We have designed Commercial Reverse Osmosis Systems (RO) for a wide range of industries, from small companies, restaurants to large health care and manufacturing facilities. It doesn’t matter if you need a traditional system off the shelf or a fully customized system to fit your water purification needs.
Commercial RO Systems
A typical RO System requires pre-filters (all systems come with sediment and carbon pre-filters, additional filtration may be needed based on your water conditions). (RO) membranes are the most common and popular in use.
Most are polymer-based and will remove 98% of all dissolved solids present in the feed stream in a single pass. This removal percentage is called Rejection. By taking the product water from one or a number of membranes called the first pass and putting that water through another membrane or group of membranes we create a two-pass system, which can remove well over 99% of the dissolved solids. Product water is called Permeate.
The dissolved solids in water are measured as Total Dissolved Solids (TDS). The TDS meter simply passes a small electrical current between 2 probes and measures how conductive the water is or conversely the resistance of the water. The reading is expressed as Parts Per Million (PPM) of dissolved solids which is essentially the same as milligrams per liter (mg/l).
The typical commercial reverse osmosis systems operate at water pressures between 100-225 psi. Their performance within that range depends upon the type of membrane(s) and the quality of the water being treated. Commercial systems are used in applications that demand large volumes of treated water (150-50,000 gallons) with high levels of purity. The filtration process used by commercial systems is the same as that used by typical residential reverse osmosis systems however, commercial systems become more complicated and expensive due to the addition of such components as pumps, flow gauges, monitors, electrical supplies and more. Commercial systems can be installed in a wall, floor or frame-mounted configuration.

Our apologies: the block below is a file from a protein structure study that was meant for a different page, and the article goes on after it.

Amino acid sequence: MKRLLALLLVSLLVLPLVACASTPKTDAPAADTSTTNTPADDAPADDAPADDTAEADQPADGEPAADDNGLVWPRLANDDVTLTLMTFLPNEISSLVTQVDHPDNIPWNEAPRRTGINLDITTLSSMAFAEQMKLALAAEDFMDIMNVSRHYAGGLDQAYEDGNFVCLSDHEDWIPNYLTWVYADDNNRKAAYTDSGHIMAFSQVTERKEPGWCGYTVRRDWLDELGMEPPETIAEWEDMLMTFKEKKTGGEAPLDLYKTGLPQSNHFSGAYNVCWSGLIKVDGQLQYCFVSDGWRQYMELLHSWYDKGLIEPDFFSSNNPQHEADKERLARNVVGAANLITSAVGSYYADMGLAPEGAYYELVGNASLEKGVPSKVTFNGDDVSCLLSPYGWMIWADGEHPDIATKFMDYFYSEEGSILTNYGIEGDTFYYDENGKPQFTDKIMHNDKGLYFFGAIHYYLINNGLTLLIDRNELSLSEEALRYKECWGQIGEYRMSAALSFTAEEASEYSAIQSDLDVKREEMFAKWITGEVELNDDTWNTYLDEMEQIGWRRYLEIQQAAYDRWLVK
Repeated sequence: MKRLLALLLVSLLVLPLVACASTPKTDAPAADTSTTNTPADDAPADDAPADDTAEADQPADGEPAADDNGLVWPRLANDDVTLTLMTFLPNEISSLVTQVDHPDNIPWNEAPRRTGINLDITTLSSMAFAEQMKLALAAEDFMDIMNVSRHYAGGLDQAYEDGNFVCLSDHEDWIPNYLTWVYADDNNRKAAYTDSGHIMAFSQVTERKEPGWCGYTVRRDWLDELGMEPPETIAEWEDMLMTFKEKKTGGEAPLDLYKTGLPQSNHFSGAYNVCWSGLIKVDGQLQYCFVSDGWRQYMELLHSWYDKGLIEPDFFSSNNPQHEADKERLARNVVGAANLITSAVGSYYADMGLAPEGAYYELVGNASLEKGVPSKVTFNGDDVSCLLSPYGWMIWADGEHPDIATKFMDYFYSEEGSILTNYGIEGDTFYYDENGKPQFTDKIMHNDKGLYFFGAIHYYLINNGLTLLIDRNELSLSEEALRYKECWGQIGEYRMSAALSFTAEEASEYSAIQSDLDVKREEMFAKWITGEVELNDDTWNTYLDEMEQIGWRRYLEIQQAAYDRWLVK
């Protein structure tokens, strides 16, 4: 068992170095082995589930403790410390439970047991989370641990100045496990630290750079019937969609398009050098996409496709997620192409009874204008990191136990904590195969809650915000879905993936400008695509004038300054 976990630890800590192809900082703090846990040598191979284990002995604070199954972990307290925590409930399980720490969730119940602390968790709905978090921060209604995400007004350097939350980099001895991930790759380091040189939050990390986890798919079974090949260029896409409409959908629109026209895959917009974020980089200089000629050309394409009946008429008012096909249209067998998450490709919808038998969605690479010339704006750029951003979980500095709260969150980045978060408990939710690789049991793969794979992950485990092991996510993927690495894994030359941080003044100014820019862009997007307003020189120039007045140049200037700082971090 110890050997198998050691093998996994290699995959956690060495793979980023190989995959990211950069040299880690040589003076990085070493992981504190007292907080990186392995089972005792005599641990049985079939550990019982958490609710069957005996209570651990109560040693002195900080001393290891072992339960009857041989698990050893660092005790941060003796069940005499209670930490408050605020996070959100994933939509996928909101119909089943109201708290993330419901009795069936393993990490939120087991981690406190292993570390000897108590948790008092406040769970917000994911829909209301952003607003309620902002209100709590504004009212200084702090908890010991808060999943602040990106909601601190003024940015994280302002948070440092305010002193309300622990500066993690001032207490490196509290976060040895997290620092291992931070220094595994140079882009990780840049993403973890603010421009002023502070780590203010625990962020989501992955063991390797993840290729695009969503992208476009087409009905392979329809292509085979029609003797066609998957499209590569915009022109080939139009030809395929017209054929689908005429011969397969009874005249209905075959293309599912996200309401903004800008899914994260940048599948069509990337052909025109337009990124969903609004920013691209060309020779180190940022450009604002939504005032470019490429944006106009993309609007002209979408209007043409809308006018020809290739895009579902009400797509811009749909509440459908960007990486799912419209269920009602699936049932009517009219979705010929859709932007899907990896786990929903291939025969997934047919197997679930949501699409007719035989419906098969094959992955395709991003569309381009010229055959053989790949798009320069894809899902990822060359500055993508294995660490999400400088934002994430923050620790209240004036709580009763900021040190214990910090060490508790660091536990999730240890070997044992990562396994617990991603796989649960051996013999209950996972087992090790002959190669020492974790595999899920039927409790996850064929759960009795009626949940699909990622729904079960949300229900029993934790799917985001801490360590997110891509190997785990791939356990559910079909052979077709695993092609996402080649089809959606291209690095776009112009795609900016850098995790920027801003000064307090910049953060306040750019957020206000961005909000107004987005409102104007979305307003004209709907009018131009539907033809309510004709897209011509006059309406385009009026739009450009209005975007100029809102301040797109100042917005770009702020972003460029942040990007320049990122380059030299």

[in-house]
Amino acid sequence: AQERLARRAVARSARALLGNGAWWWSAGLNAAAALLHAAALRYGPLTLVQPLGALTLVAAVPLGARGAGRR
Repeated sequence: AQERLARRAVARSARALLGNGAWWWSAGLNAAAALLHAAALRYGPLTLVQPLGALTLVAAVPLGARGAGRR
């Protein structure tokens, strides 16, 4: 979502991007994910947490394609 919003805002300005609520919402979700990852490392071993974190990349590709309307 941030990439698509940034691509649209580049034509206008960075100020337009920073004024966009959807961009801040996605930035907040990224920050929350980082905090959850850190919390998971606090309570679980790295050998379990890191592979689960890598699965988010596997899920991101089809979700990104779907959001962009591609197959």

Stages of RO Filtration
Larger reverse osmosis systems typically have a separate carbon and filtration units. Just like having commercial water softeners before the units. RO’s need soft water or the membranes will foul.
The modern RO system is a unit consisting of a sediment pre-filter to remove particulates, turbidity, sand, and rust; an activated carbon pre-filter to remove the chlorine, pesticides, herbicides, disinfectants, and VOCs which might otherwise damage the reverse osmosis membrane; the reverse-osmosis membrane which removes virtually everything such as heavy metals, lead, salt, chromium, and dissolved solids; a storage tank, and some optional water treatment stages.
- Sediment Stage: removes rough particles, sand, and rust.
- Carbon stage: removes chlorine and chemicals which would otherwise damage the TFC reverse osmosis membrane. Multiple carbon stages may be necessary at this point depending on the carbon quality and contact time.
- Reverse osmosis stage: removes dissolved solids And virtually everything larger than the water molecule itself. This is where TDS (total dissolved solids) are removed.
- Storage tank
- Optional or application-specific water treatment stage(s): UV filter to destroy microorganisms, nitrate/arsenic/fluoride/deionization selective filters to remove whatever small amount remains of these contaminants.
Commercial RO Industries
Water is the most common ingredient in all prescription drugs. Whether for lab testing or manufacturing, the pharmaceutical industry needs the purest water.
Agriculture is by far the largest use of fresh water in the world—about 69 percent of all freshwater sources. Irrigation water is predominantly obtained via ground water. However, groundwater is either quickly used up by ever-increasing agricultural demand, or contaminated by oils, sewage, or fertilizer seeping through the soil, making them invaluable freshwater source even more scarce.